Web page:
If the roof seems thick enough, and the cameras aren’t just hitting the wall, the rover could drive forward a meter or so at a time.  By taking more pictures, you could then build up a good 3D map of the area right under the skylight.

Hopefully, from the landing to the mapping could be done in less than two weeks.  That’s because as a solar powered rover, I don’t know if it would survive the lunar night.  I think some solar powered landers and rovers have, but if we don’t have to design for it to survive the night it would be cheaper. 

Step 2

This would use a bigger rover, powered by an RTG.  If the roof was thick enough, and you could pinpoint a landing, you could use just a lander, but a rover would make things easier.  It would again land a kilometer or so away, and drive to within ten or twenty meters of the edge.  It would then unroll a cable designed to reach the bottom of the lava tube, with some meters of slack.  At the end of the cable would be a base station.  This base station would use an airbag system like the Mars Pathfinder.  At the bottom of the skylight, the base station would deflate the airbags and unfold.  The communication and power would go up and down the cable, since you probably wouldn’t be able to communicate with Earth from the bottom.  And like Mars Pathfinder, this base station would have a rover, either wheeled if the bottom is smooth enough, or an insect like one if the floor is just a jumble of rocks.  The rover/walker would go out to explore, but would come back to plug back into the base station to recharge its batteries.  To do this, the base station may need a little robotic arm to reach out and plug the rover in.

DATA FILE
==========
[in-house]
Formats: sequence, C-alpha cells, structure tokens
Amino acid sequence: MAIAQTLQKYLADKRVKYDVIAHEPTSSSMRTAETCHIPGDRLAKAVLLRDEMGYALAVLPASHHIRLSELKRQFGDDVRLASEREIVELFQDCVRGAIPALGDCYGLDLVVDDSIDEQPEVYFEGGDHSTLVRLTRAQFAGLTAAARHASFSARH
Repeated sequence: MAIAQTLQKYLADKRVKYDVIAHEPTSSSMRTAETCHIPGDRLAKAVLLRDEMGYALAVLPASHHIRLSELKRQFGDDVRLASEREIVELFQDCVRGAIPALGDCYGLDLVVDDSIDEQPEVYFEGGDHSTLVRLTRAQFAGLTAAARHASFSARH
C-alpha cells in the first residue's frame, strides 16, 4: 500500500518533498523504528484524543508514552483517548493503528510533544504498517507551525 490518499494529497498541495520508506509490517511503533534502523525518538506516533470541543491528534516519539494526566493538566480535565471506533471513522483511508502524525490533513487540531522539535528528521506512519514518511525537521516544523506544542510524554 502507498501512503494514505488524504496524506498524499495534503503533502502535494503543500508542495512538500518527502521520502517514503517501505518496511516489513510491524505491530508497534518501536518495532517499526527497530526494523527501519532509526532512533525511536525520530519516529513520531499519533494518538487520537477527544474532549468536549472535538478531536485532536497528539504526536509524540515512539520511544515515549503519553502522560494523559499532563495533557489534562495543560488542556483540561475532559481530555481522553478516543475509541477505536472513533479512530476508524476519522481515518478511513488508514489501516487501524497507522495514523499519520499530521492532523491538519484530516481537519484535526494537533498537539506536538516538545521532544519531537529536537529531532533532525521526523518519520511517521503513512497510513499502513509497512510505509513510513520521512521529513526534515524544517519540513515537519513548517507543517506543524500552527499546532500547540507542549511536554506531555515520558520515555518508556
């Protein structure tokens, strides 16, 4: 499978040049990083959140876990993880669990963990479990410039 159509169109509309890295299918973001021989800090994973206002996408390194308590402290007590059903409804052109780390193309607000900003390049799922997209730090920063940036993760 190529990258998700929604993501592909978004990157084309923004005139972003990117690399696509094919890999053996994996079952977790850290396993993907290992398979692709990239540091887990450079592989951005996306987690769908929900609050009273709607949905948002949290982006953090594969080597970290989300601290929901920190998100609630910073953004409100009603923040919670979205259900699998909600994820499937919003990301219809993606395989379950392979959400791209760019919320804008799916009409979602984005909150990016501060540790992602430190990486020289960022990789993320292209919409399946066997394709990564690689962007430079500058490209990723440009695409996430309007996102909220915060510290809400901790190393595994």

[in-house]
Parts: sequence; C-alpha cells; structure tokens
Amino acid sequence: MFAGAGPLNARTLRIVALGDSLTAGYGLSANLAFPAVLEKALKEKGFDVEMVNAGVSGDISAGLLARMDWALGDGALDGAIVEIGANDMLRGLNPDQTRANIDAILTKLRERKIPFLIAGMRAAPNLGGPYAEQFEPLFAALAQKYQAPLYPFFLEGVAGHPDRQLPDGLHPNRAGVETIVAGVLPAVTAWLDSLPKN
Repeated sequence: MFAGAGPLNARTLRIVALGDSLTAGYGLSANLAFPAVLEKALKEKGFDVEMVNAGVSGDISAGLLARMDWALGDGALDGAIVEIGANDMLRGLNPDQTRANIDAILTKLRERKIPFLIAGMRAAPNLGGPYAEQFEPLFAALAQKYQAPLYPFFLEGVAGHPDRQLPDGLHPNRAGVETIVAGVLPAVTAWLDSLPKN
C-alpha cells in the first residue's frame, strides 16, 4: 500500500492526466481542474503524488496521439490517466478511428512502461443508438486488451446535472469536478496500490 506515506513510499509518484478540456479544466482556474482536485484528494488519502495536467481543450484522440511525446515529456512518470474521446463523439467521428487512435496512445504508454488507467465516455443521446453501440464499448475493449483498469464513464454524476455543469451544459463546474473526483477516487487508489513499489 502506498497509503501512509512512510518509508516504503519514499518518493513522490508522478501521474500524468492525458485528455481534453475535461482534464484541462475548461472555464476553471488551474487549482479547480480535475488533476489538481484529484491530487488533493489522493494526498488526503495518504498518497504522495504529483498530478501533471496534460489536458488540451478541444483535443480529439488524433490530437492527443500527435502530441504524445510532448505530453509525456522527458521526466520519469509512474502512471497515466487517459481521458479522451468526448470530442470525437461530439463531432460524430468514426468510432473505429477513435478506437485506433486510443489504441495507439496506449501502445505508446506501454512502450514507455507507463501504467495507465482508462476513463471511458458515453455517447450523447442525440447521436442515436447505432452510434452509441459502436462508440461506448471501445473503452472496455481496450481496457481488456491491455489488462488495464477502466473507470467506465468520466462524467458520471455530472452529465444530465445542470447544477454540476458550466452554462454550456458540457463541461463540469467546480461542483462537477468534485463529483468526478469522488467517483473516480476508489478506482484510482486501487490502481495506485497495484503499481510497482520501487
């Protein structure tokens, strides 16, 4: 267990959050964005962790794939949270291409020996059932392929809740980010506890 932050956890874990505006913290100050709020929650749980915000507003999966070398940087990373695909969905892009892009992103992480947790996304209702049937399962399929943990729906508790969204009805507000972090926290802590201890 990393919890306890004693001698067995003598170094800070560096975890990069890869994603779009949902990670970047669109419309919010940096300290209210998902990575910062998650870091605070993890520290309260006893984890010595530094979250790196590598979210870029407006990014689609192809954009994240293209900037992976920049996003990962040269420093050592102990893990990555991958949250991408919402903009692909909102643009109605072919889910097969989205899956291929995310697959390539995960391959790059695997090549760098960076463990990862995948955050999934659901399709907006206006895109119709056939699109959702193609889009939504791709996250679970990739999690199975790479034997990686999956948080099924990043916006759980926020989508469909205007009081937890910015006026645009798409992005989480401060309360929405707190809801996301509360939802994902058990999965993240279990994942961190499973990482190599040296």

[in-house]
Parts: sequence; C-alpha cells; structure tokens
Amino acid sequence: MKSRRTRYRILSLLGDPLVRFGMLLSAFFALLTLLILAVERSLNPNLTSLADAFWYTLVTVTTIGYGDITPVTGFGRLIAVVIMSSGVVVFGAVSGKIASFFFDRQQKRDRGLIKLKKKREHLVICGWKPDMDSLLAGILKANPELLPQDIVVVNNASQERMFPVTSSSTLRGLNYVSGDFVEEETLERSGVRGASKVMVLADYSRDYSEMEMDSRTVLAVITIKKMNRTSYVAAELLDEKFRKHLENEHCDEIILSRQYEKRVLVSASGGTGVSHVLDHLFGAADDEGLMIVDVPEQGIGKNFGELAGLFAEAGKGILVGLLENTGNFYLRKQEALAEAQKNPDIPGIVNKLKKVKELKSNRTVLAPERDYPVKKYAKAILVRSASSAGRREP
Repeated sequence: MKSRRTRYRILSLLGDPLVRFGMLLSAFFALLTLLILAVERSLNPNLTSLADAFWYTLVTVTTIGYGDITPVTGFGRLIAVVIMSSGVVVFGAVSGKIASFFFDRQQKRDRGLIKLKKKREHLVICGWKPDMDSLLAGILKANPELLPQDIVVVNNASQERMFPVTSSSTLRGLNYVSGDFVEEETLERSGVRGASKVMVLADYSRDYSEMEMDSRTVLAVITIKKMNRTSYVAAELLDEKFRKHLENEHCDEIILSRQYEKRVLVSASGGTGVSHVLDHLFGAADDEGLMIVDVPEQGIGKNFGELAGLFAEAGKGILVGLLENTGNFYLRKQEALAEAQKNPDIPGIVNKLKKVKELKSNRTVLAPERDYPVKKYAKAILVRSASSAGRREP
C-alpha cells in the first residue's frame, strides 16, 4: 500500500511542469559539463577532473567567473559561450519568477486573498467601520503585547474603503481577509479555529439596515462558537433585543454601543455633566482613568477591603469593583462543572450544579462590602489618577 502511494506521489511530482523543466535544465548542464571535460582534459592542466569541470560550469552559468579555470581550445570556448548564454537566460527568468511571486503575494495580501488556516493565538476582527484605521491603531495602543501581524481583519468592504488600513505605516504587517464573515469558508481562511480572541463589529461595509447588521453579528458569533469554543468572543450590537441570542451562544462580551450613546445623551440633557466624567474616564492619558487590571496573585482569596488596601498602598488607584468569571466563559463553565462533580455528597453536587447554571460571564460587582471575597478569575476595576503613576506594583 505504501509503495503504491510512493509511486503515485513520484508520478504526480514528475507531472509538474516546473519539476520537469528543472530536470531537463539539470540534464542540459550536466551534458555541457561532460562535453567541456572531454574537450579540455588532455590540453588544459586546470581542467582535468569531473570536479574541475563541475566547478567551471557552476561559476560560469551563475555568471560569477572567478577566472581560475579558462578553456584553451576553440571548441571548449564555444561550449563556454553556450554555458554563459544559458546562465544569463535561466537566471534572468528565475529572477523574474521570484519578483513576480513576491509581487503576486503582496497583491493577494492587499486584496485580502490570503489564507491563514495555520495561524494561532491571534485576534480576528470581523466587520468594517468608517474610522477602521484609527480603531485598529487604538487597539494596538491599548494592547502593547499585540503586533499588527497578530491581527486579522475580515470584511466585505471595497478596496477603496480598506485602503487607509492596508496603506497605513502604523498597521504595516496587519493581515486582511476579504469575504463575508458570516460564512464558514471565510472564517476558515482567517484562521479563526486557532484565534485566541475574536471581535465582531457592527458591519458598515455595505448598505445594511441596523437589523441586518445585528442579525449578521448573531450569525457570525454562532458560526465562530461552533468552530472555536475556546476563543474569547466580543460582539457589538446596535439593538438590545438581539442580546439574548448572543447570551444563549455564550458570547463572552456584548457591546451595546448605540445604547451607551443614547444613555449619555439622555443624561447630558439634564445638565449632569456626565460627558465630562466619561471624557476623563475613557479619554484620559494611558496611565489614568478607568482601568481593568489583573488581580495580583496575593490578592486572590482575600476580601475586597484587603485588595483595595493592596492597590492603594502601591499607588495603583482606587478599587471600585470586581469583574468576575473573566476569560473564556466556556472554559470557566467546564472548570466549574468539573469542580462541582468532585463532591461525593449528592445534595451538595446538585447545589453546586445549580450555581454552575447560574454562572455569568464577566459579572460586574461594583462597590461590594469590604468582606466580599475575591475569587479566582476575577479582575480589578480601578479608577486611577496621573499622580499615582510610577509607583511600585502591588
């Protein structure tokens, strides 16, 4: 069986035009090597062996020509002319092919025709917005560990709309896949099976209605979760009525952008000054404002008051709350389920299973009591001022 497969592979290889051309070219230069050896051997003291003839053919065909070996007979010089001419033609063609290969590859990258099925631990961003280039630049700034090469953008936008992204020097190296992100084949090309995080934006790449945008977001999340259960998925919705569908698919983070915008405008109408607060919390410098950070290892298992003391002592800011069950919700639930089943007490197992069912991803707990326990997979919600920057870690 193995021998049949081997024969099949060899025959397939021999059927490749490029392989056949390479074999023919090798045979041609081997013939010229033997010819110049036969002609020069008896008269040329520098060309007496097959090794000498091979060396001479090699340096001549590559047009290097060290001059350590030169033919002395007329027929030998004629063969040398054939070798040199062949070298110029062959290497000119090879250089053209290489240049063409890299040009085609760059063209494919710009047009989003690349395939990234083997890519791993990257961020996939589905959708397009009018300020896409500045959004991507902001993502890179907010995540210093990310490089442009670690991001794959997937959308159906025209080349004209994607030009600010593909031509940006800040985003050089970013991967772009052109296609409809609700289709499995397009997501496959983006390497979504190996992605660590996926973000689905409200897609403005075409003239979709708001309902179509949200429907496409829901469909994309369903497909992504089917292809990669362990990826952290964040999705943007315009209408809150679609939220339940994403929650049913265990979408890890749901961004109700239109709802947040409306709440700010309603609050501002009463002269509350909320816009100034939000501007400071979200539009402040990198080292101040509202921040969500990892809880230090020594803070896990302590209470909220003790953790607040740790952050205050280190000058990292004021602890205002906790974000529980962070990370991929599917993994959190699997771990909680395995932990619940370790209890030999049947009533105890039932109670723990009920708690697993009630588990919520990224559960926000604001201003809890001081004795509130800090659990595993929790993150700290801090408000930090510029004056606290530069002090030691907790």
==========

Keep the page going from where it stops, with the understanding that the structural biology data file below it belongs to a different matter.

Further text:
One option for this would be to have the base station with the cable land as a separate mission.  That way you’re not trying to fit it all on a rover that also has to fit on a rocket.  You could land the big RTG rover and have it spend a year or so doing various studies, and then you land the station and have the rover pick it up and take it to the skylight.

Step 3

Human exploration.  The main part of this step is an elevator.  I imagine you’d make some structure that would spread the weight out along the edge of the skylight, because you don’t want to make the skylight bigger.  This structure might even hang over the edge a few meters, depending on the walls and floor.  From the structure you could load astronauts and cargo into the elevator.  Set twenty or so meters back from the edge would be the power system to run the elevator’s winch.  I imagine you’d send two astronauts down while two remained to make sure the winch worked.  In case of an emergency, there would probably be a knotted rope type thing the astronauts could clip onto and climb out with. 

Assuming everything still works with the RTG rover from Step 2, that could be used as a communication system for the astronauts.  Or they could just bring larger, more capable rovers that could recharge off this RTG. 

Step 4

Building a base.  More missions would bring solar panels and battery packs, and maybe a small reactor.  These would be brought near the edge and the power cords lowered down.  The first outpost would be a prefab unit that would be lowered with the elevator and built.  The crew would spend most of their time down in the tube with as much work as possible on the surface down with robots. 

But to really build a colony would require better access to the tube.  This would be done either by finding an appropriate spot to tunnel out to the surface so you could just drive in, or by building a ramp at the skylight.  Both would probably require a lot of time and resources, but one future moon buggy will probably carry more people and cargo than can fit in the elevator.  And any burgeoning lunar base would have several.


We’re in the beginnings of a new era of lunar exploration.  Will something like this happen?  Only time will tell.

Thursday, February 16, 2023

Short story – “You Can Do Better”

“You Can Do Better”

Heading back to her desk with a cup of tea, Carol stopped at Mike’s cubicle.  “What’s new?” she asked.

Mike typed for a few more seconds then saved his work.  Spinning his chair around to face her he replied, “Not much.  But as I drove in this morning I had an idea for a new holiday.”

Carol blew on her tea.  “Oh, for what?”

“Well, you know how annoying the lovey-dovey crap gets in the week before Valentine’s Day?”